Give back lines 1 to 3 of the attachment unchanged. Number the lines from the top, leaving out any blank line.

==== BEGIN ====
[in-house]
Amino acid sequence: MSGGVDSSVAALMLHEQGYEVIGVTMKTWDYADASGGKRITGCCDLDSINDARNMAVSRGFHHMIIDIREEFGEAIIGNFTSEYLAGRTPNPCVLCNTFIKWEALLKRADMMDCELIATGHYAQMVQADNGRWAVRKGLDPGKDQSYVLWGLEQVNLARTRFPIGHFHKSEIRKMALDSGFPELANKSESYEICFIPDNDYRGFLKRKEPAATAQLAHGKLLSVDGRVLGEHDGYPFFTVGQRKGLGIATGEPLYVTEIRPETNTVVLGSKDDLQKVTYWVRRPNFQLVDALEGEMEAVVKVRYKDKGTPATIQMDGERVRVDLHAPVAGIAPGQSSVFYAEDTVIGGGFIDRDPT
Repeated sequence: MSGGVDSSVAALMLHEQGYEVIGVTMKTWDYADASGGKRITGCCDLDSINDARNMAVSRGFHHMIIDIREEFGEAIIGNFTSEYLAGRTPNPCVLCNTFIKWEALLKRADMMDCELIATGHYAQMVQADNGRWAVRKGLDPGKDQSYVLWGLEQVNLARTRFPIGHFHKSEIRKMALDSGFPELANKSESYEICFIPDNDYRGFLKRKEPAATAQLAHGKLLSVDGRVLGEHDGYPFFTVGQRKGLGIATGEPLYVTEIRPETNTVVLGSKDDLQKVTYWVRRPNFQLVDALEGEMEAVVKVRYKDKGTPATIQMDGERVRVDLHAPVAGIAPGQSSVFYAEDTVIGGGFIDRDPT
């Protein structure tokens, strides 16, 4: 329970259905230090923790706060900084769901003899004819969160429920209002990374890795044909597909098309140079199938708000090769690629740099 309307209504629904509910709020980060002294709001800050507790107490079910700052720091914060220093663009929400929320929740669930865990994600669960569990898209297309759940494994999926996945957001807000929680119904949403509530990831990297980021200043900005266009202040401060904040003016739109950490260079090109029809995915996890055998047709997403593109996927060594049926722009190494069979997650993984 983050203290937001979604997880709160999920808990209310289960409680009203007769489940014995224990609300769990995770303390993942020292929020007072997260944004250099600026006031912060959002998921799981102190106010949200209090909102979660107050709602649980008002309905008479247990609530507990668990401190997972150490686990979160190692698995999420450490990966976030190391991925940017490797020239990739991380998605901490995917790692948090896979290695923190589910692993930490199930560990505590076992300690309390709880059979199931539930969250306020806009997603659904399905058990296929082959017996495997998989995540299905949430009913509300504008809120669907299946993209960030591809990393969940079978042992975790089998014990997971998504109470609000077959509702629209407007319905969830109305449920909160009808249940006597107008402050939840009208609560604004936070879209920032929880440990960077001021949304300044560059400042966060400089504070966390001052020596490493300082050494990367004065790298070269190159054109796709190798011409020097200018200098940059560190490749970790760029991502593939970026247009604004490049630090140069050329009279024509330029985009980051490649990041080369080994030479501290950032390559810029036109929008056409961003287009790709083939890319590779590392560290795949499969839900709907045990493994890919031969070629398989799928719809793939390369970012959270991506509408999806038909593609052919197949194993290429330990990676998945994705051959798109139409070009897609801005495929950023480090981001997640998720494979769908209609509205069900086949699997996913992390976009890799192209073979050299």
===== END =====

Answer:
[in-house]
Amino acid sequence: MSGGVDSSVAALMLHEQGYEVIGVTMKTWDYADASGGKRITGCCDLDSINDARNMAVSRGFHHMIIDIREEFGEAIIGNFTSEYLAGRTPNPCVLCNTFIKWEALLKRADMMDCELIATGHYAQMVQADNGRWAVRKGLDPGKDQSYVLWGLEQVNLARTRFPIGHFHKSEIRKMALDSGFPELANKSESYEICFIPDNDYRGFLKRKEPAATAQLAHGKLLSVDGRVLGEHDGYPFFTVGQRKGLGIATGEPLYVTEIRPETNTVVLGSKDDLQKVTYWVRRPNFQLVDALEGEMEAVVKVRYKDKGTPATIQMDGERVRVDLHAPVAGIAPGQSSVFYAEDTVIGGGFIDRDPT
Repeated sequence: MSGGVDSSVAALMLHEQGYEVIGVTMKTWDYADASGGKRITGCCDLDSINDARNMAVSRGFHHMIIDIREEFGEAIIGNFTSEYLAGRTPNPCVLCNTFIKWEALLKRADMMDCELIATGHYAQMVQADNGRWAVRKGLDPGKDQSYVLWGLEQVNLARTRFPIGHFHKSEIRKMALDSGFPELANKSESYEICFIPDNDYRGFLKRKEPAATAQLAHGKLLSVDGRVLGEHDGYPFFTVGQRKGLGIATGEPLYVTEIRPETNTVVLGSKDDLQKVTYWVRRPNFQLVDALEGEMEAVVKVRYKDKGTPATIQMDGERVRVDLHAPVAGIAPGQSSVFYAEDTVIGGGFIDRDPT